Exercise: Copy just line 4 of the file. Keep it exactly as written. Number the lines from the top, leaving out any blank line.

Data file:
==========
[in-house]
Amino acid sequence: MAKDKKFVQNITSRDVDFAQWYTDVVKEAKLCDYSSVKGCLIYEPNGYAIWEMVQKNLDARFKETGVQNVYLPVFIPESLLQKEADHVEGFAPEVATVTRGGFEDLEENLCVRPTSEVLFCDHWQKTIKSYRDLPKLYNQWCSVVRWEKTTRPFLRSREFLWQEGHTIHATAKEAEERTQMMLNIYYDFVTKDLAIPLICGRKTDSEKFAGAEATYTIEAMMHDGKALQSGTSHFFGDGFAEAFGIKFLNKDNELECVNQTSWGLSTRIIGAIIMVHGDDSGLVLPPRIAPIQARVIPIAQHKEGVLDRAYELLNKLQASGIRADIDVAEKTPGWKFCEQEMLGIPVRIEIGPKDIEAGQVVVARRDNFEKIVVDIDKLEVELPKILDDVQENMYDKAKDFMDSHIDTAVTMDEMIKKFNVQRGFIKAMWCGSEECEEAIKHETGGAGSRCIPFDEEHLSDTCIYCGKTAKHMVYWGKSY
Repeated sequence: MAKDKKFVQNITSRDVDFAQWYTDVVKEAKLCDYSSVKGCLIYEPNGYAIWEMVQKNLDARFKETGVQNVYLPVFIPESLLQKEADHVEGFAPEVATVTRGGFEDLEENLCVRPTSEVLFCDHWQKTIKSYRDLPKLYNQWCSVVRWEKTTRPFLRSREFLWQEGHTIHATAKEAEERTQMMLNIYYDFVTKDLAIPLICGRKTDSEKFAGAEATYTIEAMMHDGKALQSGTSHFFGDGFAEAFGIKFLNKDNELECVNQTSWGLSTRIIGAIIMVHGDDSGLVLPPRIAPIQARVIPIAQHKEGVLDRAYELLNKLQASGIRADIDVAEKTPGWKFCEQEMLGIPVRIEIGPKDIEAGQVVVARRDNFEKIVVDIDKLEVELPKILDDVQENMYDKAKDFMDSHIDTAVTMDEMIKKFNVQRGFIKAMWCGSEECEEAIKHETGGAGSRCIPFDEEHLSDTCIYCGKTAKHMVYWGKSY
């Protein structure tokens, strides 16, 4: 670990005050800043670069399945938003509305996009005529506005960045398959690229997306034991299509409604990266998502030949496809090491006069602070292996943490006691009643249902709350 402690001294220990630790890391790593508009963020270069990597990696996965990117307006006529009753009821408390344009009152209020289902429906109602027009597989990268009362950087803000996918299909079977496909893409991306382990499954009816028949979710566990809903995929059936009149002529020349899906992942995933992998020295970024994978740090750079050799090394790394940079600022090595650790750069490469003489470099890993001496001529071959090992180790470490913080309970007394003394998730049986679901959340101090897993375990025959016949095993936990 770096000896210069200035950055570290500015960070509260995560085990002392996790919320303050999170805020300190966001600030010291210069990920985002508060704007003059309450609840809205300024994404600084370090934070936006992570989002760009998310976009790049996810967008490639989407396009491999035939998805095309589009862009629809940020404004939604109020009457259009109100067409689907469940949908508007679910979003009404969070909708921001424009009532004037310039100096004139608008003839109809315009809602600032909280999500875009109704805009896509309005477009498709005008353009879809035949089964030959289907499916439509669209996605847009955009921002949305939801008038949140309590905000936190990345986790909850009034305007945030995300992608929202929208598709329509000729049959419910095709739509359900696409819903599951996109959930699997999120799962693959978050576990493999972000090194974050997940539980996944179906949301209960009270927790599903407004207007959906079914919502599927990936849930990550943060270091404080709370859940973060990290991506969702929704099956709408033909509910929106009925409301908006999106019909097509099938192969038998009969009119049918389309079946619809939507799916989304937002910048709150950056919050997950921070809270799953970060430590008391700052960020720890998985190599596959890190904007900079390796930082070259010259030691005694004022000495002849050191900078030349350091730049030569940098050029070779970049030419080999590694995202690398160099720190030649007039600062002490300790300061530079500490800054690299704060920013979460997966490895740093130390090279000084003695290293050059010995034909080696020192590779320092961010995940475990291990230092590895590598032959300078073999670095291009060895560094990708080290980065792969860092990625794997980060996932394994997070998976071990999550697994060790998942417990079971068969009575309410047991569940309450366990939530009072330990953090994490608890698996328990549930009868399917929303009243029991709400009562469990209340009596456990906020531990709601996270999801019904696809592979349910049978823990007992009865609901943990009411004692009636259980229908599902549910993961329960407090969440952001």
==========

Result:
């Protein structure tokens, strides 16, 4: 670990005050800043670069399945938003509305996009005529506005960045398959690229997306034991299509409604990266998502030949496809090491006069602070292996943490006691009643249902709350 402690001294220990630790890391790593508009963020270069990597990696996965990117307006006529009753009821408390344009009152209020289902429906109602027009597989990268009362950087803000996918299909079977496909893409991306382990499954009816028949979710566990809903995929059936009149002529020349899906992942995933992998020295970024994978740090750079050799090394790394940079600022090595650790750069490469003489470099890993001496001529071959090992180790470490913080309970007394003394998730049986679901959340101090897993375990025959016949095993936990 770096000896210069200035950055570290500015960070509260995560085990002392996790919320303050999170805020300190966001600030010291210069990920985002508060704007003059309450609840809205300024994404600084370090934070936006992570989002760009998310976009790049996810967008490639989407396009491999035939998805095309589009862009629809940020404004939604109020009457259009109100067409689907469940949908508007679910979003009404969070909708921001424009009532004037310039100096004139608008003839109809315009809602600032909280999500875009109704805009896509309005477009498709005008353009879809035949089964030959289907499916439509669209996605847009955009921002949305939801008038949140309590905000936190990345986790909850009034305007945030995300992608929202929208598709329509000729049959419910095709739509359900696409819903599951996109959930699997999120799962693959978050576990493999972000090194974050997940539980996944179906949301209960009270927790599903407004207007959906079914919502599927990936849930990550943060270091404080709370859940973060990290991506969702929704099956709408033909509910929106009925409301908006999106019909097509099938192969038998009969009119049918389309079946619809939507799916989304937002910048709150950056919050997950921070809270799953970060430590008391700052960020720890998985190599596959890190904007900079390796930082070259010259030691005694004022000495002849050191900078030349350091730049030569940098050029070779970049030419080999590694995202690398160099720190030649007039600062002490300790300061530079500490800054690299704060920013979460997966490895740093130390090279000084003695290293050059010995034909080696020192590779320092961010995940475990291990230092590895590598032959300078073999670095291009060895560094990708080290980065792969860092990625794997980060996932394994997070998976071990999550697994060790998942417990079971068969009575309410047991569940309450366990939530009072330990953090994490608890698996328990549930009868399917929303009243029991709400009562469990209340009596456990906020531990709601996270999801019904696809592979349910049978823990007992009865609901943990009411004692009636259980229908599902549910993961329960407090969440952001």